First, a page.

It’s 1957 and as American children learn to Duck And Cover in the classroom, the Cold War stalemate between the West and the Soviets threatens to heat up at any moment, both sides poised with their fingers on the atomic button as on the streets faceless, invisible men, spies, play the Great Game in the wilderness of mirrors.

When alleged Soviet spy Rudolf Abel (Mark Rylance) is nabbed by the CIA, justice must not just be done but be seen to be done and, before the government can hang him, he’s got to have a fair trial, insurance lawyer James Donovan (Tom Hanks) drafted in pro bono to represent the spy. But Donavan is a true-blue American boy scout who considers it his patriotic duty, as an American (salutes flag with tear in eye and hand on heart, yes sir!) to give his client the best defence possible, even if it turns him into a pariah. Cue epic courtroom battle, Hanks channelling Capra-era Jimmy Stewart and Gregory Peck’s Atticus Finch as he argues for Abel’s life as well as Truth! Justice! and The American Way! before the Supreme Court.

Meanwhile, hot shot pilot Francis Gary Powers (Austin Stowell) is captured by the Reds and subjected to a show trial when his U2 spy plane is shot down over the Soviet Union. With the lives of Powers and Abel hanging in the balance and the world on the brink of nuclear war, the expendable Donovan is dispatched to a divided Berlin as the Wall goes up in order to negotiate a prisoner exchange with the Russians to take place on Berlin’s frozen Glienicke Bridge, the no man’s land where East meets West, the Bridge of Spies.

Straining fact and fiction through a Mark Charman script that’s obviously been sharpened by the Coen Brothers, Bridge Of Spies is a curiously uninvolving piece despite fine work from Hanks and Rylance whose scenes together sing of the film that might have been (Rylance particularly good as the quietly heroic, stoic spy), Spielberg’s direction unsubtle and ponderous, only really coming to life when he gets to stage Powers’ white-knuckle plane crash. Alex Cox once accused Spielberg of being a confectioner rather than a filmmaker and, when the boy gets to play with his toys, he’s a master chocolatier Lindt would be proud of, Powers desperate attempts to destroy the evidence of his spying as he plummets to earth, tense and exciting.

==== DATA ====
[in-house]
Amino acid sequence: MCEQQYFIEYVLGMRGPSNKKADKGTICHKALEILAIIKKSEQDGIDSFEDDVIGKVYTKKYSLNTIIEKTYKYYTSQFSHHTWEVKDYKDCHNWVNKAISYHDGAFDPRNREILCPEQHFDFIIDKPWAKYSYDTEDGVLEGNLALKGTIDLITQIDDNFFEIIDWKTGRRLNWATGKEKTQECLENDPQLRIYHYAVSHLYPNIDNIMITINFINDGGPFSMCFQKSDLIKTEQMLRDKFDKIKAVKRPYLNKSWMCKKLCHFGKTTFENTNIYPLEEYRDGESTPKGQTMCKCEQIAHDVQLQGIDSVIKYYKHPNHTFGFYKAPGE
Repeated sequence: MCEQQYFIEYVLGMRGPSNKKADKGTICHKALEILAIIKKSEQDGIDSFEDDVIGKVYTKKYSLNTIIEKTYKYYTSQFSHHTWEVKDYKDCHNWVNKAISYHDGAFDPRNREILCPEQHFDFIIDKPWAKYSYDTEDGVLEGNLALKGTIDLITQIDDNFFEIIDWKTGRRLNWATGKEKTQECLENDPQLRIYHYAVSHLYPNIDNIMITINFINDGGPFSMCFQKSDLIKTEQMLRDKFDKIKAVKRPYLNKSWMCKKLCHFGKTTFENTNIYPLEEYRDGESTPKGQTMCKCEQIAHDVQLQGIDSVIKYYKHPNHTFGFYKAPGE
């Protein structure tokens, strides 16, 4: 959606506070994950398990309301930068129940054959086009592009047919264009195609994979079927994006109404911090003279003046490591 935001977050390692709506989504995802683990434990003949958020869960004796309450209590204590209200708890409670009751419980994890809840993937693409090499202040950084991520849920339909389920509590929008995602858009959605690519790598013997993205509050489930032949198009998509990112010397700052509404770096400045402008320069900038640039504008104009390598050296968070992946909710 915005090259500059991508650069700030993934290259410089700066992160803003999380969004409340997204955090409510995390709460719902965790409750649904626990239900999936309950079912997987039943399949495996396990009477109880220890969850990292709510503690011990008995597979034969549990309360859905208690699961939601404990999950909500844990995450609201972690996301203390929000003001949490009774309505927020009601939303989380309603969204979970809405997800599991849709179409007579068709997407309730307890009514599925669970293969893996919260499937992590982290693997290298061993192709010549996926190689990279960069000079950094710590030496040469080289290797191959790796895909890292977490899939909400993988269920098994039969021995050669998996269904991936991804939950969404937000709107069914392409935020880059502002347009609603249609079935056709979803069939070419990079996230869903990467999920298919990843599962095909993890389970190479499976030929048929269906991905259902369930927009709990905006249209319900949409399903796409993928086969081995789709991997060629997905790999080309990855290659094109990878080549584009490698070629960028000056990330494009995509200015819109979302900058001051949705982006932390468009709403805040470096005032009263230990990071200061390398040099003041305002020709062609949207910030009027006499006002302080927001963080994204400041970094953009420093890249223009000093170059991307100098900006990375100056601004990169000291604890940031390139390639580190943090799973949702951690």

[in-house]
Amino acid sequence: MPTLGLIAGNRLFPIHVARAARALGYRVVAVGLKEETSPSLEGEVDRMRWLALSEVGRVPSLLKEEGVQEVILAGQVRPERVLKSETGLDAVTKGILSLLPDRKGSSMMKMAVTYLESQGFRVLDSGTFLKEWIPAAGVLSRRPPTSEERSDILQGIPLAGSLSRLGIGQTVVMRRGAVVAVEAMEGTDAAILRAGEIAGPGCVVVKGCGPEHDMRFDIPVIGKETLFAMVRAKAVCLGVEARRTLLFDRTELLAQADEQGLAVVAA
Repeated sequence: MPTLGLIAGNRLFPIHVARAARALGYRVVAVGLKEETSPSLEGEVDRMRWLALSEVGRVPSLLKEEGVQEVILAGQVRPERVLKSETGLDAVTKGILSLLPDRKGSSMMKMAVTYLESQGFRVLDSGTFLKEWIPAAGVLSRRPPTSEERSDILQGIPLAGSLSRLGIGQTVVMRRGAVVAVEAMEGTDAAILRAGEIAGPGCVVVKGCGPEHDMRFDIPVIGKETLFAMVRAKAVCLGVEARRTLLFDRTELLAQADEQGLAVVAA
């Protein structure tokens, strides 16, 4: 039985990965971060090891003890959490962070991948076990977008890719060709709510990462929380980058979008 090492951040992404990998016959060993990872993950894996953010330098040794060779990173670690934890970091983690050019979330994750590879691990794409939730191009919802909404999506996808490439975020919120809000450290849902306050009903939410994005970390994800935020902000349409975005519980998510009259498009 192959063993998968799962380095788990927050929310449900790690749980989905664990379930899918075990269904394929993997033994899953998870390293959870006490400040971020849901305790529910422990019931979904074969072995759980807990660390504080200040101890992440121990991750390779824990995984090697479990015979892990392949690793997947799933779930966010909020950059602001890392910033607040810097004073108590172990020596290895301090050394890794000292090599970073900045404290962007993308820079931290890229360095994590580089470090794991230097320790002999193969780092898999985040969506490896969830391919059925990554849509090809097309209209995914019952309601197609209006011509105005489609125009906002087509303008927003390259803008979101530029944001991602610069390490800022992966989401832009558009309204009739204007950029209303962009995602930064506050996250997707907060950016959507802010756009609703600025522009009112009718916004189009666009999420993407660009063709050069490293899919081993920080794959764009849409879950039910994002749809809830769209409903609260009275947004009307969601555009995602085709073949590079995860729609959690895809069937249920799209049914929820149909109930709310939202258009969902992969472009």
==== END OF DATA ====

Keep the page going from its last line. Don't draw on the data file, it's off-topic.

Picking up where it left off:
Elsewhere however, you get the impression that Spielberg is a little lost in his material, unsure what kind of film he’s making, which story he’s telling, possibly bored of all those Mad Men-aestheticised scenes where middle aged men talk at each other in offices in the middle of the day while smoking cigarettes and quaffing Scotch from chunky tumblers. Both Donovan’s defence of Abel and the prisoner exchange a few years later contain enough material to make fascinating films in their own right, Spielberg instead deciding to do justice to neither, rattling through the courtroom drama in order to get to get to the tension-free spy game which every reviewer who’s never bothered to read le Carre is anointing le Carre-esque, Spielberg showing the same keen political nous he showed in Indiana Jones And The Kingdom Of The Crystal Skull, substituting le Carre’s cynical, bruised romanticism, increasingly caustic politics and deep suspicion of empire (be it British, American or Russian) for sophomoric, overly sentimental, stirring inspiration where Tom Hanks’ fast-talking insurance shyster literally is America.

A mouthpiece for whichever argument he can win whether that’s dancing rings around insurance claimants who expect to be compensated for injuies caused by one of his clients, representing Commie spies or negotiating with a foreign power, Hanks is that most American of 20th century American heroes; a rich, white, middle class lawyer who can also afford to be an idealist. It’s a vision of Donovan that’s somewhat at odds with the reality of a man who was a prosecutor at Nuremberg, who had seen the depths of depravity and evil that man can sink to, yet Spielberg expects the audience to believe such a man would be shocked by witnessing East German border guards shooting unarmed defectors in the back in a scene heavy-handedly referenced later in the movie.

Handsome and watchable without every inspiring a human emotion, Bridge Of Spies is a forgettable history lesson of a largely forgotten event. As Spielberg’s Cold War thrillers go however, at least Tom Hanks never tries to surf a nuclear blast wave in an abandoned fridge.

Movie Review: Bridge Of Spies
3.0Overall Score
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